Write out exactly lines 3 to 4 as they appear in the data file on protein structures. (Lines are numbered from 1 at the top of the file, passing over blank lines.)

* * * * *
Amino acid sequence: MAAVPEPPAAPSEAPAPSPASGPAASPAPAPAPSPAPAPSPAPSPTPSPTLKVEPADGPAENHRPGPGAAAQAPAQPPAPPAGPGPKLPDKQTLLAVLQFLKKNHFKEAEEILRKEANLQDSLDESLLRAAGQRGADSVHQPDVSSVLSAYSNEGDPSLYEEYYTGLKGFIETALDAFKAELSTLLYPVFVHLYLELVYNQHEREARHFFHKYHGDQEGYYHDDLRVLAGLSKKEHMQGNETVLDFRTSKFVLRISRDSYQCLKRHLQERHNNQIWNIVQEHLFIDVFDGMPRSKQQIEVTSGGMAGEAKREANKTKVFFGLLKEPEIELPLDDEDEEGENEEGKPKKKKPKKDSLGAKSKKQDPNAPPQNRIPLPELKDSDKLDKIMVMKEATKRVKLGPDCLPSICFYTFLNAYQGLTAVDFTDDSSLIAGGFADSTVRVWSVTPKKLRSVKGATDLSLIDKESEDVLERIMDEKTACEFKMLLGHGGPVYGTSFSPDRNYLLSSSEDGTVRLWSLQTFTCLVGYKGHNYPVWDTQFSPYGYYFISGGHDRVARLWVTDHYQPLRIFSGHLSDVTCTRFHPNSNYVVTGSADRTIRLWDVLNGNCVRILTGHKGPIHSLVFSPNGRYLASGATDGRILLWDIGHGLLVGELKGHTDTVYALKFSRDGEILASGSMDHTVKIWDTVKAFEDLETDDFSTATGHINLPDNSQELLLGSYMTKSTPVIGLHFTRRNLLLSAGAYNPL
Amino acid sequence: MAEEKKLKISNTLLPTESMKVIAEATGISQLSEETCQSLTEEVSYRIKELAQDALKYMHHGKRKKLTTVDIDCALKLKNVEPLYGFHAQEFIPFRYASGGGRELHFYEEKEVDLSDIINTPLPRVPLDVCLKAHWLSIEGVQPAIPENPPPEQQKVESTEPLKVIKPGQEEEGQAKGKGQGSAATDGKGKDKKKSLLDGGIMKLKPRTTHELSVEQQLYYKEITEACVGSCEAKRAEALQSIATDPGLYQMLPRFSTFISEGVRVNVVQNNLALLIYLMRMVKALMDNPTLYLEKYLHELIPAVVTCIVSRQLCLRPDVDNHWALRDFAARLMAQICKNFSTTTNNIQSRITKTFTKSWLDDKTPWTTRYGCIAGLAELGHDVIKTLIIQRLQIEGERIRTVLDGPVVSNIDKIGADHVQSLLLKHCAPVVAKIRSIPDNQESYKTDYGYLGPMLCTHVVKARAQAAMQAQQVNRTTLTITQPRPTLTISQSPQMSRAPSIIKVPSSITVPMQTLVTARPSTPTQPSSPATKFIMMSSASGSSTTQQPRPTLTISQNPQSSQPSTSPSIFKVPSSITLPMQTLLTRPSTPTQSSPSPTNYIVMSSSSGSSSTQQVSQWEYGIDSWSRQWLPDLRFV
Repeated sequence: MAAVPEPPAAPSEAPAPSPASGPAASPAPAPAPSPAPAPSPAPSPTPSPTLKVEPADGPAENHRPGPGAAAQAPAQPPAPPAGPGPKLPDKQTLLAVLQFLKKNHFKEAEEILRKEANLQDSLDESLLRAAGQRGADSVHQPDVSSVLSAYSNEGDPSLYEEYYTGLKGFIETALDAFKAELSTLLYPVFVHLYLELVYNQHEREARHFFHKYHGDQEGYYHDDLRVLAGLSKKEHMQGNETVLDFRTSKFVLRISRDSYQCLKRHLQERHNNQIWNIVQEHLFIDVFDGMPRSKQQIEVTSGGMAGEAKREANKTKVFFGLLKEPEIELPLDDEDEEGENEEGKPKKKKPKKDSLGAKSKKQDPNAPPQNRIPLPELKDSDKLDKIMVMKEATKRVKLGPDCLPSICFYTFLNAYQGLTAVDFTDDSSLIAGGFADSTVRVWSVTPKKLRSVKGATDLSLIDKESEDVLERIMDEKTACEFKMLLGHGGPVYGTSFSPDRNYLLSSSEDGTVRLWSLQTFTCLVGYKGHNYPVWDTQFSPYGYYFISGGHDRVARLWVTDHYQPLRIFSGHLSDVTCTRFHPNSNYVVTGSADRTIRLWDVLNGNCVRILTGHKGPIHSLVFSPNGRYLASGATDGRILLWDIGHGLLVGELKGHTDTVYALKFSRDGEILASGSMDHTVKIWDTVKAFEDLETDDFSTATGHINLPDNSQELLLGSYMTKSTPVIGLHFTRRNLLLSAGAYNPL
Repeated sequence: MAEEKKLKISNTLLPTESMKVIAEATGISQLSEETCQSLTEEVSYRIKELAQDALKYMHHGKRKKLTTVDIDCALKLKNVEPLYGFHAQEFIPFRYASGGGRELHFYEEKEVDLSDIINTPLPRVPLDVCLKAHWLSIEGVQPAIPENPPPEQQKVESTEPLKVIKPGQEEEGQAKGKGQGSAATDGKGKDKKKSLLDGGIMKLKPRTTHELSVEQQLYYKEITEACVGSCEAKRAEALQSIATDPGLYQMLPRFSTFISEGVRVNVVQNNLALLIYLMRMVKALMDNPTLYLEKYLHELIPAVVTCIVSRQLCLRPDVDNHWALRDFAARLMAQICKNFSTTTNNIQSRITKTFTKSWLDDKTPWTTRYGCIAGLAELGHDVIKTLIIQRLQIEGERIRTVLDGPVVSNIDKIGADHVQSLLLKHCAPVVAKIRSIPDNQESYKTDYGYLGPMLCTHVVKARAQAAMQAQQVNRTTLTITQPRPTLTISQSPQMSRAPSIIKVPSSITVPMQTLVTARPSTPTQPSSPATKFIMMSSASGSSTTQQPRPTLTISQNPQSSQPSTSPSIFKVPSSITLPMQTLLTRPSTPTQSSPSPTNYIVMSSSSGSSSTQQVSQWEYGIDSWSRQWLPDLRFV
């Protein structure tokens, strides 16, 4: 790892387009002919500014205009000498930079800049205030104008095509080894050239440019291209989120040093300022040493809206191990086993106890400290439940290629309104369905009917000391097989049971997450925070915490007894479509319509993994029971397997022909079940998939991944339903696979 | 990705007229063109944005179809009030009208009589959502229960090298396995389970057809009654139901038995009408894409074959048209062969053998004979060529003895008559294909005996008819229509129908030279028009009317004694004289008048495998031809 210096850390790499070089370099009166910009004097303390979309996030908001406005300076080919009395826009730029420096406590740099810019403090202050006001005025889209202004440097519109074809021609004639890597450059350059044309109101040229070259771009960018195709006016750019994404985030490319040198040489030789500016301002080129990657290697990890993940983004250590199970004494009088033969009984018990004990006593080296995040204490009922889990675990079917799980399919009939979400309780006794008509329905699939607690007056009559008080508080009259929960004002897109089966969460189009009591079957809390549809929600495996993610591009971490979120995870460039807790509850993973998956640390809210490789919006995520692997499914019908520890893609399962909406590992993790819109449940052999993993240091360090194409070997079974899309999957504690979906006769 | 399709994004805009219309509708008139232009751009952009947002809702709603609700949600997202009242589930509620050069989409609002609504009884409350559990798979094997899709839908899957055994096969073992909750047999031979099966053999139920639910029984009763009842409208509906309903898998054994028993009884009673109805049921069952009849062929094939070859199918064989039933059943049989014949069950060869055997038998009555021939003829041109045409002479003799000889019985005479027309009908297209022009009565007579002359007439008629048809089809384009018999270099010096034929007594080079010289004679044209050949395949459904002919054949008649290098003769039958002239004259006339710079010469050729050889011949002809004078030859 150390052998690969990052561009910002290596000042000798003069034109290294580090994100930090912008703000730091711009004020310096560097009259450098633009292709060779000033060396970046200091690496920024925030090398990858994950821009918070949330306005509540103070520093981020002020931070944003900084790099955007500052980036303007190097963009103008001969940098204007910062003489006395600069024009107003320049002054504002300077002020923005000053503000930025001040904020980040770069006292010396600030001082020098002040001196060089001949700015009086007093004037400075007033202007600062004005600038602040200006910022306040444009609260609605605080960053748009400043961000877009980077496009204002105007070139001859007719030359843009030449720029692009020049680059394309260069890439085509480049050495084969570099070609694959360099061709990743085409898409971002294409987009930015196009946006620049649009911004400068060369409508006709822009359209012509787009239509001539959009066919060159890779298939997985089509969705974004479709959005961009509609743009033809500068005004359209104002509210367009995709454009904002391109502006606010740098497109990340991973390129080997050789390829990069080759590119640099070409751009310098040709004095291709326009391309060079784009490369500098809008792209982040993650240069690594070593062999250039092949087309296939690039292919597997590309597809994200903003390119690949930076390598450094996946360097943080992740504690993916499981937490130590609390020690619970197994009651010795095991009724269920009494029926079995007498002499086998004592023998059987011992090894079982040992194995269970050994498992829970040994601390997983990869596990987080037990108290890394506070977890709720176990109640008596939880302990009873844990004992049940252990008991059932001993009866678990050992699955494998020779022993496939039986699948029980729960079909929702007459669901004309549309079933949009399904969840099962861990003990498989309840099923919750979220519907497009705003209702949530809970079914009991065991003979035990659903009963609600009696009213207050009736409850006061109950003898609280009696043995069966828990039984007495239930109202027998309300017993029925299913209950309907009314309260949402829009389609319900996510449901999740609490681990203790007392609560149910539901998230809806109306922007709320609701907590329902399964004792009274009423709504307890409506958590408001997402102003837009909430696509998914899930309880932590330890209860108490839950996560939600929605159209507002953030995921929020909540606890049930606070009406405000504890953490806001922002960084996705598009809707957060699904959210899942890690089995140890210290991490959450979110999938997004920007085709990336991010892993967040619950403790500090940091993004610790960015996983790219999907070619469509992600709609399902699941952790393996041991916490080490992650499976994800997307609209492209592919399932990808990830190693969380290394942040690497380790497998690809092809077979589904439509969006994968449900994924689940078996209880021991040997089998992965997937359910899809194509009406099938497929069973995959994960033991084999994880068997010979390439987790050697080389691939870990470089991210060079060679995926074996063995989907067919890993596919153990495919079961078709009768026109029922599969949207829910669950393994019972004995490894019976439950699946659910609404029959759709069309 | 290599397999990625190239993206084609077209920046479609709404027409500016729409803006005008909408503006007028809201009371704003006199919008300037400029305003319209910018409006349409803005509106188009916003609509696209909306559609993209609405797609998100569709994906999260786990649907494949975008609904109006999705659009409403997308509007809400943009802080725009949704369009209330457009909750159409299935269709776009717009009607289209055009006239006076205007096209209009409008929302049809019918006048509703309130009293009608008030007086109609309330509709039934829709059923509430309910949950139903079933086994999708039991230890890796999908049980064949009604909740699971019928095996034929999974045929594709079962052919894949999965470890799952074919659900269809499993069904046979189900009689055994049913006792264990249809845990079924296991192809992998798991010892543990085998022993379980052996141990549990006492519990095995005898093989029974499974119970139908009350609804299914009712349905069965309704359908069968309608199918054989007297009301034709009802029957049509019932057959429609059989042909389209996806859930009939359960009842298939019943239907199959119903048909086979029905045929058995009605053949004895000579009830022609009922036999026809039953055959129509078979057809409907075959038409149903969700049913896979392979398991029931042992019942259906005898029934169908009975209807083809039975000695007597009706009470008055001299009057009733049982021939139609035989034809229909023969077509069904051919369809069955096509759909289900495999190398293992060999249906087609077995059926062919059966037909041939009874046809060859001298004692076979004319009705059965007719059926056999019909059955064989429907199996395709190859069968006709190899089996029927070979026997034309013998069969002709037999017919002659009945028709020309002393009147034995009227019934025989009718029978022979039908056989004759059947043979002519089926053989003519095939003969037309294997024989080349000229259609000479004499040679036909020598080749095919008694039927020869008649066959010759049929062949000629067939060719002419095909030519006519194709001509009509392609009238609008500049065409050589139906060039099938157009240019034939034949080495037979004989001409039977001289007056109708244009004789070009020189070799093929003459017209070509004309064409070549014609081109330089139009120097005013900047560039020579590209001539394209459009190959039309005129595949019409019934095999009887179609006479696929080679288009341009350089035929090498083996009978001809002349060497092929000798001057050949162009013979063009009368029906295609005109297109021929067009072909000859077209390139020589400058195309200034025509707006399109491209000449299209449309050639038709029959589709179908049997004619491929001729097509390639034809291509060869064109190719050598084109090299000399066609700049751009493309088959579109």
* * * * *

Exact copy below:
Repeated sequence: MAAVPEPPAAPSEAPAPSPASGPAASPAPAPAPSPAPAPSPAPSPTPSPTLKVEPADGPAENHRPGPGAAAQAPAQPPAPPAGPGPKLPDKQTLLAVLQFLKKNHFKEAEEILRKEANLQDSLDESLLRAAGQRGADSVHQPDVSSVLSAYSNEGDPSLYEEYYTGLKGFIETALDAFKAELSTLLYPVFVHLYLELVYNQHEREARHFFHKYHGDQEGYYHDDLRVLAGLSKKEHMQGNETVLDFRTSKFVLRISRDSYQCLKRHLQERHNNQIWNIVQEHLFIDVFDGMPRSKQQIEVTSGGMAGEAKREANKTKVFFGLLKEPEIELPLDDEDEEGENEEGKPKKKKPKKDSLGAKSKKQDPNAPPQNRIPLPELKDSDKLDKIMVMKEATKRVKLGPDCLPSICFYTFLNAYQGLTAVDFTDDSSLIAGGFADSTVRVWSVTPKKLRSVKGATDLSLIDKESEDVLERIMDEKTACEFKMLLGHGGPVYGTSFSPDRNYLLSSSEDGTVRLWSLQTFTCLVGYKGHNYPVWDTQFSPYGYYFISGGHDRVARLWVTDHYQPLRIFSGHLSDVTCTRFHPNSNYVVTGSADRTIRLWDVLNGNCVRILTGHKGPIHSLVFSPNGRYLASGATDGRILLWDIGHGLLVGELKGHTDTVYALKFSRDGEILASGSMDHTVKIWDTVKAFEDLETDDFSTATGHINLPDNSQELLLGSYMTKSTPVIGLHFTRRNLLLSAGAYNPL
Repeated sequence: MAEEKKLKISNTLLPTESMKVIAEATGISQLSEETCQSLTEEVSYRIKELAQDALKYMHHGKRKKLTTVDIDCALKLKNVEPLYGFHAQEFIPFRYASGGGRELHFYEEKEVDLSDIINTPLPRVPLDVCLKAHWLSIEGVQPAIPENPPPEQQKVESTEPLKVIKPGQEEEGQAKGKGQGSAATDGKGKDKKKSLLDGGIMKLKPRTTHELSVEQQLYYKEITEACVGSCEAKRAEALQSIATDPGLYQMLPRFSTFISEGVRVNVVQNNLALLIYLMRMVKALMDNPTLYLEKYLHELIPAVVTCIVSRQLCLRPDVDNHWALRDFAARLMAQICKNFSTTTNNIQSRITKTFTKSWLDDKTPWTTRYGCIAGLAELGHDVIKTLIIQRLQIEGERIRTVLDGPVVSNIDKIGADHVQSLLLKHCAPVVAKIRSIPDNQESYKTDYGYLGPMLCTHVVKARAQAAMQAQQVNRTTLTITQPRPTLTISQSPQMSRAPSIIKVPSSITVPMQTLVTARPSTPTQPSSPATKFIMMSSASGSSTTQQPRPTLTISQNPQSSQPSTSPSIFKVPSSITLPMQTLLTRPSTPTQSSPSPTNYIVMSSSSGSSSTQQVSQWEYGIDSWSRQWLPDLRFV